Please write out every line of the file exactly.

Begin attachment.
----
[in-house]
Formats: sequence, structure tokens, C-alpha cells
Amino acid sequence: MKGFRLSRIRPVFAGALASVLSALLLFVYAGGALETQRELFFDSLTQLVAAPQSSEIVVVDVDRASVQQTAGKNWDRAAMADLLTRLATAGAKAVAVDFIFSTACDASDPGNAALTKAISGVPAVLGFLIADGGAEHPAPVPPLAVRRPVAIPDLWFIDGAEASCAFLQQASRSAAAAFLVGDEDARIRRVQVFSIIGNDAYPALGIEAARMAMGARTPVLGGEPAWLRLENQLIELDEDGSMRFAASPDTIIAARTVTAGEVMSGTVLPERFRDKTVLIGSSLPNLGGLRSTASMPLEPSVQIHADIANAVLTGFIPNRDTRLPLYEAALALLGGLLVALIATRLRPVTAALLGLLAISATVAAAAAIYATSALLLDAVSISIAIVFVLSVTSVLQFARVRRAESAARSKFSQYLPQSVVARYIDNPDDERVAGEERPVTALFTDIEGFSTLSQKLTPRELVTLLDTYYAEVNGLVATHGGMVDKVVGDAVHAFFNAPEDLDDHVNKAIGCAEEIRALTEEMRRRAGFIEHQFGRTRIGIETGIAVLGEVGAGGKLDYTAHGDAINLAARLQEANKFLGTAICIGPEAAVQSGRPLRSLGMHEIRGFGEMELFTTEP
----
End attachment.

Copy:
[in-house]
Formats: sequence, structure tokens, C-alpha cells
Amino acid sequence: MKGFRLSRIRPVFAGALASVLSALLLFVYAGGALETQRELFFDSLTQLVAAPQSSEIVVVDVDRASVQQTAGKNWDRAAMADLLTRLATAGAKAVAVDFIFSTACDASDPGNAALTKAISGVPAVLGFLIADGGAEHPAPVPPLAVRRPVAIPDLWFIDGAEASCAFLQQASRSAAAAFLVGDEDARIRRVQVFSIIGNDAYPALGIEAARMAMGARTPVLGGEPAWLRLENQLIELDEDGSMRFAASPDTIIAARTVTAGEVMSGTVLPERFRDKTVLIGSSLPNLGGLRSTASMPLEPSVQIHADIANAVLTGFIPNRDTRLPLYEAALALLGGLLVALIATRLRPVTAALLGLLAISATVAAAAAIYATSALLLDAVSISIAIVFVLSVTSVLQFARVRRAESAARSKFSQYLPQSVVARYIDNPDDERVAGEERPVTALFTDIEGFSTLSQKLTPRELVTLLDTYYAEVNGLVATHGGMVDKVVGDAVHAFFNAPEDLDDHVNKAIGCAEEIRALTEEMRRRAGFIEHQFGRTRIGIETGIAVLGEVGAGGKLDYTAHGDAINLAARLQEANKFLGTAICIGPEAAVQSGRPLRSLGMHEIRGFGEMELFTTEP